Thursday, May 28, 2009

STI: Classically Chinese

May 24, 2009

Classically Chinese

Tung Lok's new outlet offers dishes from various Chinese regions such as Hubei and Sichuan

By Wong Ah Yoke 


After making a strong presence in the Chinese food scene here with more than 10 Chinese restaurants that focus on a particular style of cooking, the Tung Lok Restaurants group has scoured the length and breadth of China for ideas for its latest outlet.


Housed in a spanking new glass building at the Chinese Swimming Club, the three-week-old Tung Lok Classics offers dishes from areas such as Beijing, Shanghai, Sichuan, Hubei and Guangdong.


In appearance, the new 200-seat restaurant has the same bright, contemporary design that characterises the Tung Lok Signatures outlets in VivoCity and The Central which offer a collection of signature dishes from Tung Lok's other Chinese restaurants. Price-wise, it targets the same executive and weekend family crowd who can comfortably afford $40 and more a person for a meal.


Even the menu looks similar, with lots of colourful photos of the dishes that make you want to order everything. But look more closely and you will find that, except for a few common items such as the all-time favourite crispy roast pork belly ($9), most of the dishes are unique to the new outlet, which has many Sichuan and Shanghai dishes seen for the first time in Tung Lok menus.


The Shanghai dishes are the highlight for me. Most of what I have tried in my three visits so far are authentic enough despite being modified to be less oily and sweet to suit local palates.


A good dish to start with is the Shanghai-style braised duck ($9), which is a generous portion for an appetiser. The meat is tender and the sauce, fullflavoured without being too sweet.


You must also try the Shanghai-style braised 'mian xian' with fish puff ($7 per person). The noodles, which are like Japanese somen, come in a delicious, milky fish stock and the fish puffs - fish meat that have been whipped with egg white and deep-fried before being braised in stock - are wonderfully fluffy.


Check out, too, the sweetened red dates stuffed with glutinous rice ($5). Though soaked in honey, they are not cloying and the glutinous rice filling has a nice chewiness without being hard. If you cannot get used to the idea of a sweet appetiser, order it as a dessert instead.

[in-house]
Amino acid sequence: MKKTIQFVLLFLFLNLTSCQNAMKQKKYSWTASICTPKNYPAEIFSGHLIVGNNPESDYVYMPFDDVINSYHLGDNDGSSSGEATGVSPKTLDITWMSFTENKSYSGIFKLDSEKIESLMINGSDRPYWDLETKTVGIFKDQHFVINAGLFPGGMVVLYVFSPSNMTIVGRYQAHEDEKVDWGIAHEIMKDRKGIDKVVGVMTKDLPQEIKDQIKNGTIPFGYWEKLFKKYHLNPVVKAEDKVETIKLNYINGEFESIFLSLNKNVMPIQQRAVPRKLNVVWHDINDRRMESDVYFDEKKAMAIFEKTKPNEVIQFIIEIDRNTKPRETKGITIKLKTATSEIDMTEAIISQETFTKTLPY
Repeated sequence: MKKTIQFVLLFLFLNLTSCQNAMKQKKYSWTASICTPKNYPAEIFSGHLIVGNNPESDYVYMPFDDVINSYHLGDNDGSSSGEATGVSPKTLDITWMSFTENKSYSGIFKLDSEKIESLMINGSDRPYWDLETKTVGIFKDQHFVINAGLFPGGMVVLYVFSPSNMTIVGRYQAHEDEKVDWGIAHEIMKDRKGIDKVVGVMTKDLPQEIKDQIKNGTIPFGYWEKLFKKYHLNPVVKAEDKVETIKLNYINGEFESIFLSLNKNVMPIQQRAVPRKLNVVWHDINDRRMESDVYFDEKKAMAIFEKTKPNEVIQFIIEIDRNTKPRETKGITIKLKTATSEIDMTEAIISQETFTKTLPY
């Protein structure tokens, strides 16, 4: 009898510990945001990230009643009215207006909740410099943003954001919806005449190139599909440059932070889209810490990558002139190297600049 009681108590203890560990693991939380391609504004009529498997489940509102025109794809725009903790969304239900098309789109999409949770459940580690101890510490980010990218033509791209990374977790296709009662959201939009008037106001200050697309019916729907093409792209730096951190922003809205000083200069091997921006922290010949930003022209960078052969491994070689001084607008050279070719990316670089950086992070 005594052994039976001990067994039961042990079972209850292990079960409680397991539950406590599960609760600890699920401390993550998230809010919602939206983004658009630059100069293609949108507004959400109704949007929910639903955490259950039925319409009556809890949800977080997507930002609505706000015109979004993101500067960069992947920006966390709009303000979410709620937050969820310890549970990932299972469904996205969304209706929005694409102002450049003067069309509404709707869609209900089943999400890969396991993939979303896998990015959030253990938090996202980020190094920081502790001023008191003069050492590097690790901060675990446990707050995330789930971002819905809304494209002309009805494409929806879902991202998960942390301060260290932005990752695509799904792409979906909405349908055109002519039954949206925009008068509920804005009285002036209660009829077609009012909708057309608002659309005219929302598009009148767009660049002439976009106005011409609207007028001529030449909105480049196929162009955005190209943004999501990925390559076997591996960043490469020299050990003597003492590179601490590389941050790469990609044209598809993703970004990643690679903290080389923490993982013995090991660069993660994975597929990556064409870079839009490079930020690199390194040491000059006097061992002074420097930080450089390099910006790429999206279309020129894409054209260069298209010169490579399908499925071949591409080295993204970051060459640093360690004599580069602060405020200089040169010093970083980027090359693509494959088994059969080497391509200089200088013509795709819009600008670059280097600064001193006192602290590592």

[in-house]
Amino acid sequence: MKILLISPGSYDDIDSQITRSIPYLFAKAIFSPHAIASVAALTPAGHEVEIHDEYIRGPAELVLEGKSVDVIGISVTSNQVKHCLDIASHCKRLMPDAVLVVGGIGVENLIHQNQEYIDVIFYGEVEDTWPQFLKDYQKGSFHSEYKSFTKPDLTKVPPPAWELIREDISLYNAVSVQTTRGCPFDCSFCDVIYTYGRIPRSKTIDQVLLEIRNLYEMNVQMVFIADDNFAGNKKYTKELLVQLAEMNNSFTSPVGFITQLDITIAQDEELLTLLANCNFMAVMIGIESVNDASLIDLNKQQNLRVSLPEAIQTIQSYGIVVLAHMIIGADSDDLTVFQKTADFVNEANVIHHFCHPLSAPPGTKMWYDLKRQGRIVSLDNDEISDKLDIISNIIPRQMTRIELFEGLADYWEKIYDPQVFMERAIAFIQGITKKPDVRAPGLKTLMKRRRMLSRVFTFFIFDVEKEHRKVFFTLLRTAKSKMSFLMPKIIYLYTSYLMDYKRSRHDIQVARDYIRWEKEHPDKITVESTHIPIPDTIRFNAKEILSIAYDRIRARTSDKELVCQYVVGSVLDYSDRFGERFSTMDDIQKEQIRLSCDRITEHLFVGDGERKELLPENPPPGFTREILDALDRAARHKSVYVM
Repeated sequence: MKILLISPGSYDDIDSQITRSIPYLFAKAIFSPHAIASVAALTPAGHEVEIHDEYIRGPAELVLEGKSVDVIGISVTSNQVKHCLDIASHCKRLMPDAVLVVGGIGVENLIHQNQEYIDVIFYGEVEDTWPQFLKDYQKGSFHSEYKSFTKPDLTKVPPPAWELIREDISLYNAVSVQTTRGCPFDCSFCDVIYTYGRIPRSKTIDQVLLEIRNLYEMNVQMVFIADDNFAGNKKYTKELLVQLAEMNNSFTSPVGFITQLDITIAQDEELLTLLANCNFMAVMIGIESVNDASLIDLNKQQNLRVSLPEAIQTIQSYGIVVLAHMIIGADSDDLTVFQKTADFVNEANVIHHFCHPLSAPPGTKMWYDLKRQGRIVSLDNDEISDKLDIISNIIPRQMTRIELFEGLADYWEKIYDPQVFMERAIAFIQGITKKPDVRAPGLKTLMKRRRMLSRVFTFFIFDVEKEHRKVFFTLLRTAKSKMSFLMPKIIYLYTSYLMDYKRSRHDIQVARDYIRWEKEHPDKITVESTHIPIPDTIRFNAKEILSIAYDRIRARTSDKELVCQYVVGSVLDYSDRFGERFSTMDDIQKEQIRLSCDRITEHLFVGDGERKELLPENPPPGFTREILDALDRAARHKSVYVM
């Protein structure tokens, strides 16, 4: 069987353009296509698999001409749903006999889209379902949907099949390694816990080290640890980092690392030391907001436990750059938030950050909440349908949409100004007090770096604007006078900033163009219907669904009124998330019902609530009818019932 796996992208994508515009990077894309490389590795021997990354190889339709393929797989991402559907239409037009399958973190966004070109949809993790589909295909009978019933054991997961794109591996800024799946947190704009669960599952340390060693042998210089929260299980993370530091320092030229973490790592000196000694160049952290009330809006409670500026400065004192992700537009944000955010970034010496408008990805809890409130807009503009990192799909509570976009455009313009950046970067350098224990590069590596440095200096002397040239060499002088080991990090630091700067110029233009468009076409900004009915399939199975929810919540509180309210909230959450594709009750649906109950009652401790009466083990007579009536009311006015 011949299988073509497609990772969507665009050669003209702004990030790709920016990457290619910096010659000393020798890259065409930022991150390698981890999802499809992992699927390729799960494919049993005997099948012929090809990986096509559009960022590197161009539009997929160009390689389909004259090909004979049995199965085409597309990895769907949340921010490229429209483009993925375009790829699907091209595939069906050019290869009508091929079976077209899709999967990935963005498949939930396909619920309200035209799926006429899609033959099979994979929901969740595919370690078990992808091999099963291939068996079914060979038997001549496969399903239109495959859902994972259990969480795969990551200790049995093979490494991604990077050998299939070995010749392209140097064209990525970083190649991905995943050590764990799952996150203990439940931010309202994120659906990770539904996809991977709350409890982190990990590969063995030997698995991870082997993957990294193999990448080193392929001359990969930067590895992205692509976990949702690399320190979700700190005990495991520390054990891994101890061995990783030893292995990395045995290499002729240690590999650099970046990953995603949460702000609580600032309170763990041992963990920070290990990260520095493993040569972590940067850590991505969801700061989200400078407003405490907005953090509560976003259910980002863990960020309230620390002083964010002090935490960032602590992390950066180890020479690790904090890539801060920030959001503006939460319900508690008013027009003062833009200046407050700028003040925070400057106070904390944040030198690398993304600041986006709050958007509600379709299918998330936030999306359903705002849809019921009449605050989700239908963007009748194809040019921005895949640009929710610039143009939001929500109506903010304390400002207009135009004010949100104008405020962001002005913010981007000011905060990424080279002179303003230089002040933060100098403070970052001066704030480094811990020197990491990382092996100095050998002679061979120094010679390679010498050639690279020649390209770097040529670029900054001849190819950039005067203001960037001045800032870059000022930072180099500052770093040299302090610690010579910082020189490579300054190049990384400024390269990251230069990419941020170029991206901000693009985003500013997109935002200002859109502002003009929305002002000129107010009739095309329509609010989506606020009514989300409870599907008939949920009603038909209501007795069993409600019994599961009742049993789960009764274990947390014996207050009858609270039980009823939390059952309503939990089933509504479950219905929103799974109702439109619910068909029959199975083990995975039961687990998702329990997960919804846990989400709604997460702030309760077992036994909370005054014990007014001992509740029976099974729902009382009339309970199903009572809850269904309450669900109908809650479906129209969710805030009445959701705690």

What I don't fancy is Grandma's braised pork belly with beancurd knots ($18). Although the pork is evidently cooked in high-grade dark soya sauce, it needs a bit more sweetness to give the flavours more dimension.


If you are in the mood for some fat meat, the braised 'Dong Po' pork ($20) is a better bet. The sauce is thick and fragrant and the meat, with just enough fat to moisten it, is beautifully tender.


When it comes to the Sichuan items, dishes such as sliced pork with garlic sauce ($7) and beancurd with sliced fish ($10) are not very authentic because of their lack of fire.


But while I like my Sichuan food authentically spicy, I can understand that not many Singaporeans can stomach it. Besides, the beancurd with sliced fish is still tasty even with less chilli and peppers. It is a combination of two classic Sichuan dishes, Mapo beancurd and watercooked fish, with slices of fish placed on top of the spicy beancurd.


When it comes to Hubei fare, another fish dish comes up even better: braised fish head with pickled lantern chillies ($28). It looks pretty too, with the fish head covered by rectangular pieces of red capsicum.


Pickled chillies are used to cook the braising stock, giving it a nice acidity and spiciness that goes brilliantly with the fish.


Desserts here are standard Chinese restaurant fare such as mango pudding ($5) and almond cream ($5). But there are also attempts to be creative, as in the chilled herbal jelly with 'cheng tng' ($5).


There is also a version of chilled mango, pomelo, sago and ice cream served in a young coconut ($8) that looks very attractive. It is pleasant enough, but not outstanding.


The savoury dishes, on the other hand, make a splash.



Shanghai-style braised 'mian xian' with fish puff ($7 a person)

The stock is delicious and the puffs have a nice fluffy texture.



21 Amber Road, 03-01 Chinese Swimming Club, tel: 6345-0111

Open: 11.30am to 3pm Mondays to Saturdays, 10am to 3pm Sundays and public holidays, 6 to 10.30pm daily

Food: ****

Service: *** 1/2

Ambience: *** 1/2

Price: Budget about $40 a person

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